Kathryn Brown is pursuing her law degree from DePaul University College of Law. She completed her undergraduate degree summa cum laude from St. Ambrose University with a Bachelor’s Degree in Political Science and a concentration in International Politics. Kathryn is a Staffer on the DePaul Law Review, Fellow and Vice-Director of Programming for the Jaharis Health Law Institute, and a General Staff Writer for the Institute’s E-Pulse newsletter.

We need a bigger boat: Whaling, the latest threat to cybersecurity

By Lana Smith, DePaul University College of Law, WK Legal Scholar

In the early 2000’s a phenomenon known as “phishing” began. This neologism received its name from the similarities it has with the leisure activity, since both use something as bait in order to catch a victim. Phishing, though, exists in digital form, and is the attempt to acquire personal information from internet users by “phishermen” being disguised as a trustworthy entity, such as the user’s bank or credit card company, according to the Handbook of Information and Communication Security (2010). The information collected from users who take the bait can then be used to commit crimes such as fraud and theft of the user’s funds or identity. Due to the dramatic increase in phishing throughout the years, the Federal Trade Commission created the Anti-Phishing Working Group to slow the increase of phishing emails, websites, and popups. However, the Group may need a bigger net in order to catch the latest trend in cyber security attacks.

Unlike phishing that targets everyday Internet users, “whaling” or “spear phishing” is designed to target upper-level managers in private companies. Hackers who use whaling are attempting to deceive the executives in order receive confidential company information. Whaling can take a wide range of forms, such as an email with its contents specifically crafted to target the person’s role in the company, a request from the CEO to deposit funds in a particular bank account, and a complex legal subpoena.

Regrettably, many executives are falling for the whaling scams. In 2008, a subpoena created to look as if it were from the Federal Bureau of Investigation (FBI) was sent to 20,000 corporate CEOs, 2,000 of which clicked the whaling link in the email. This link recorded the CEOs passwords and forwarded them to whaling “phishermen” who hacked into sensitive company materials. In a response to whaling attacks, the FBI created the Internet Crime Complaint Center (“C3”) in late 2013. C3 reported in the following year more than 7,000 U.S. companies had been affected by whaling alone, equating to more than $740 million dollars in losses.

The health care industry has also felt the turbulent wake from whaling attacks. In May 2015, the Ponemon Institute published the Fifth Annual Benchmark Study on Privacy and Security of Healthcare Data. It found that health care organizations’ and their business associates’ total data breach costs were approximately $6 billion. The study showed more than 90 percent of represented health care organizations had a data breach, with 40 percent of those having more than five breaches in the past two years. Half of the organizations had little to no confidence in their ability to detect all patient data loss or theft, and with the average cost of a data breach exceeding $1 million, health care organizations and their business associates should seek the proper measures to help abate whaling.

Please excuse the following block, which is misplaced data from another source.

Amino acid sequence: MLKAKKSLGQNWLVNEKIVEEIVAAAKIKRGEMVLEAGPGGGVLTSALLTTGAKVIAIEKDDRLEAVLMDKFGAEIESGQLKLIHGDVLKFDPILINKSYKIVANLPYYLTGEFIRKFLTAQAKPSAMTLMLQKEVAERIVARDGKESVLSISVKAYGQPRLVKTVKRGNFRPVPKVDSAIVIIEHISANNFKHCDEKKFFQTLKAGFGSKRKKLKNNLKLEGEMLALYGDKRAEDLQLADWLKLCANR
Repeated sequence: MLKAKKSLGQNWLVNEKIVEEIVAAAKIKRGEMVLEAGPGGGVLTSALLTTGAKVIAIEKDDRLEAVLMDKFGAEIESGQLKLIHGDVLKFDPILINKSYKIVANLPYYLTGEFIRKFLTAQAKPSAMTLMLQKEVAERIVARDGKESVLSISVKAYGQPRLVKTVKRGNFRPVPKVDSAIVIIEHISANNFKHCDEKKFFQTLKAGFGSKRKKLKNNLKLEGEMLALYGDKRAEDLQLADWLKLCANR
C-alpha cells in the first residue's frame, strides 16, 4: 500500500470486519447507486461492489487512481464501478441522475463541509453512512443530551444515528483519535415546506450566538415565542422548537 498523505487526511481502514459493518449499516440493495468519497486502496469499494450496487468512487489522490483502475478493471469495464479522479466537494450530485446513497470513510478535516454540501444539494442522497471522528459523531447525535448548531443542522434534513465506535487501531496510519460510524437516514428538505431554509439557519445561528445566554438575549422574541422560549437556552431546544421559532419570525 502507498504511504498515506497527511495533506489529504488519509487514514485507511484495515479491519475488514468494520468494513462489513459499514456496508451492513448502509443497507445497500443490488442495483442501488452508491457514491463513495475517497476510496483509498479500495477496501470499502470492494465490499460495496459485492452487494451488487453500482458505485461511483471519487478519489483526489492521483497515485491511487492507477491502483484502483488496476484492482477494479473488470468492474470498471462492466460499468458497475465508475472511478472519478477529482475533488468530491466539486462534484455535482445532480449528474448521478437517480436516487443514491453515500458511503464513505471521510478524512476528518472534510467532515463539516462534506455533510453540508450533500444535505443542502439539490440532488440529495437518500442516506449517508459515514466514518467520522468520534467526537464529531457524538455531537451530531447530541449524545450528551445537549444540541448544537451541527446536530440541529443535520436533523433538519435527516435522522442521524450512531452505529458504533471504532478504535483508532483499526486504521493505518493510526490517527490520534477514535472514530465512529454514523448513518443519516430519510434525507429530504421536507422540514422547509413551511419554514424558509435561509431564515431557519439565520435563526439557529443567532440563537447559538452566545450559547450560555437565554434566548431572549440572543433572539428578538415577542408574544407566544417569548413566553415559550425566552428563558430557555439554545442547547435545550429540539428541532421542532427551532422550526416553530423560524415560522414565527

To complicate matters, a recent decision in the Seventh Circuit, Remijas v. Neiman Marcus Group, reevaluated the “substantial risk” standard for Article III. Neiman Marcus released a statement indicating 350,000 of its customers’ credit cards were possibly exposed to malware, and 9,200 cards of this group had in fact been used fraudulently. The court held that 2.5 percent of compromised credit card holders is sufficient to show a substantial risk to an entire universe of credit card holders with breached data. While Neiman Marcus argued the possibility of a future injury was too speculative to create Article III standing, the Seventh Circuit concluded the harm was “certainly impending” rather than possible. If followed in other circuits, this decision may open the door for claimants to file suit for future harm if a data breach has occurred in a health care organization or through a business associate.

With 88 and 90 percent of breaches occurring from whaling in health care organizations and their business associates, respectively, each should review their procedures for protecting against whaling and explore forms for the transference of risk. Beyond indemnification clauses in contracts, health care organizations and business associates should consider purchasing cyber risk insurance to eliminate or reduce their exposure to Remijas-type future damage claims. Most policies should contain first-party protections, which satisfy costs for providing notifications and cover some amount of credit monitoring and/or identity theft protection. Further, most policies provide insurance to defend and satisfy the liability created when claimants pursue the health care entity. Beyond the protections through cyber risk insurance, health care organizations and business associates should also contract with monitoring services to further increase their protections against whaling and other common cyberattacks. If properly prepared, the health care industry may be able to better navigate the waters of large whaling and phishing attacks.